Imatges de pÓgina

his plans.


tants had grown tired of staring at Paine of its high-priest. So long as Cheetham and of pelting him with abuse, he betook remained in good standing with the Demhimself to New York. On his


thith- ocrats, Paine and he were fast friends ; er, he met with an adventure which shows but when he became heretical and schisthe kind of martyrdom suffered by this matic on the Embargo question, some political and religious heretic. He had three or four years later, and was forstopped at Bordentown, in New Jersey, mally read out of the party, Paine laid to look at a small place he owned there, the rod across his back with all his reand to visit an old friend and correspond- maining strength. He had vigor enough ent, Colonel Kirkbride. When he de- left, it seems, to make the “ Citizen" parted, the Colonel drove him over to smart, for Cheetham cuts and stabs with Trenton to take the stage-coach. But in a spite which shows that the work was Trenton the Federal and Religious party as agreeable to his feelings as useful to had the upperband, and when Paine ap

His reminiscences must be plied at the booking-office for a seat to read multis cum granis. New York the agent refused to sell him In New York Paine enjoyed the same

Moreover, a crowd collected about kind of second-rate ovation as in Washhis lodgings, who groaned dismally when ington. A great number of persons callhe drove away with his friend, while a ed upon him, but mostly of the laboring band of musicians, provided for the occa- class of emigrants, who had heard of the sion, played the Rogue's March.

· Rights of Man," and, feeling disposed to Among the editorial celebrities of 1803, claim as many rights as possible in their James Cheetham, in New York, was al- new country, looked with reverence upon most as famous as Duane of the “ Auro- the inventor of the system. The Demora." Cheetham, like many of his contem- cratic leaders, with one or two exceptions, poraries, Gray, Carpenter, Callender, and avoided Paine. Respectabilities shunned Duane himself, was a British subject. He him as a contamination. Grant Thorburn: was a batter in his native land ; but a was suspended from church-membership turn for politics ruined his business and for shaking hands with him. To the boys made expatriation convenient. In the he was an object of curious attention ; United States, he had become the editor his nose was the burden of their songs. of the “ American Citizen,” and was at Cheetham carried round a subscriptionthat time busily engaged in attacking the list for a public dinner. Sixty or seventy Federalists and Burr's “ Little Band," for of Paine's admirers attended. It went their supposed attempt to elect Mr. Burr off brilliantly, and was duly reported in in the place of Mr. Jefferson. To Cheet- the “ American Citizen." Then the efham, accordingly, Paine wrote, request- fervescence of New York curiosity subing him to engage lodgings at Lovett's, sided; Paine became an old story. He afterwards the City Hotel. He sent for left Lovett's Hotel for humble lodgings Cheetham, on the evening of his arri- in the house of a free-thinking farrier. val. The journalist obeyed the sum- Thenceforward the tale of his life is soon mons immediately. This was the first told. He went rarely to his farm at New interview between Paine and the man Rochelle ; he disliked the country and who was to hang, draw, and quarter his the trouble of keeping house; and a bulmemory in a biography. This libellous let which whizzed through his window performance was written shortly after one Christmas Eve, narrowly missing his Paine's death. It was intended as a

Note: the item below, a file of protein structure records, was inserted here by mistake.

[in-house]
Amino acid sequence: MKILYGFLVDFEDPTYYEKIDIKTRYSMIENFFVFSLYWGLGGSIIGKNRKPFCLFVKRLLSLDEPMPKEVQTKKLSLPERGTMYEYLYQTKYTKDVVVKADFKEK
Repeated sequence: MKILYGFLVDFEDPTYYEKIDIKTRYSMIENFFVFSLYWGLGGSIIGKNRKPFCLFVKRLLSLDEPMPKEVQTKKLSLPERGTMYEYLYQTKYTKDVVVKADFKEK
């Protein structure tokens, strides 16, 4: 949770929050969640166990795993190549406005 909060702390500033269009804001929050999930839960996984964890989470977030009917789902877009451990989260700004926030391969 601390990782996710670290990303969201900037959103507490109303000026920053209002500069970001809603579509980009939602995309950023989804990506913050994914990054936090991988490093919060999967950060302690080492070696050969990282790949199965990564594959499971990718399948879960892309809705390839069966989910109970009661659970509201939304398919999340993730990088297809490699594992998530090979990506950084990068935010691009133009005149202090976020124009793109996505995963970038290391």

head, did not add agreeable associations peace-offering to the English govern- to the place. In the city he moved his ment. The ex-batter had made up his quarters from one low boarding-house to mind to return home, and he wished to another, and generally managed to quarprove the sincerity of his conversion from rel with the blacksmiths, bakers, and radicalism by trampling on the remains butchers, his landlords. Unable to en



joy society suited to his abilities and large way,” he said, “to fortify New York will experience of life, Paine called in low be to banish the scoundrels that infest company to help him bear the burden it.” The inhabitants of that city would of existence. To the men who surround- do well, if they could find an engineer ed him, his opinions on all subjects were to fortify their island in this way. conclusive, and his shrewd sayings reve- When the Pennsylvanians called a lations. Among these respectful listen- Convention in 1805 to amend the Coners, he had to fear neither incredulity stitution of the State, Paine addressed nor disputation. Like his friend Elihu them at some length, giving them a sumPalmer, and the celebrated Dr. Priestley, mary of his views on Government, ConPaine would not tolerate contradiction. stitutions, and Charters. The Creoles of To differ with him was, in his eyes, sim- Louisiana sent to Congress a memorial ply to be deficient in understanding. He of their “rights,” in which they included was like the French lady who naïvely the importation of African slaves. Paine told Dr. Franklin, “ Je ne trouve que moi was indignant at this perversion of his qui aie toujours raison.” Professing to favorite specific for all political ailments, adore Reason, he was angry, if anybody and took the Franco-Americans soundly reasoned with him. But herein he was to task:-“ How dare you put up a petino exception to the general rule,—that tion to Heaven for such a power, without we find no persons so intolerant and illib- fearing to be struck from the earth by its eral as men professing liberal principles. justice ?” It is manifest that Paine could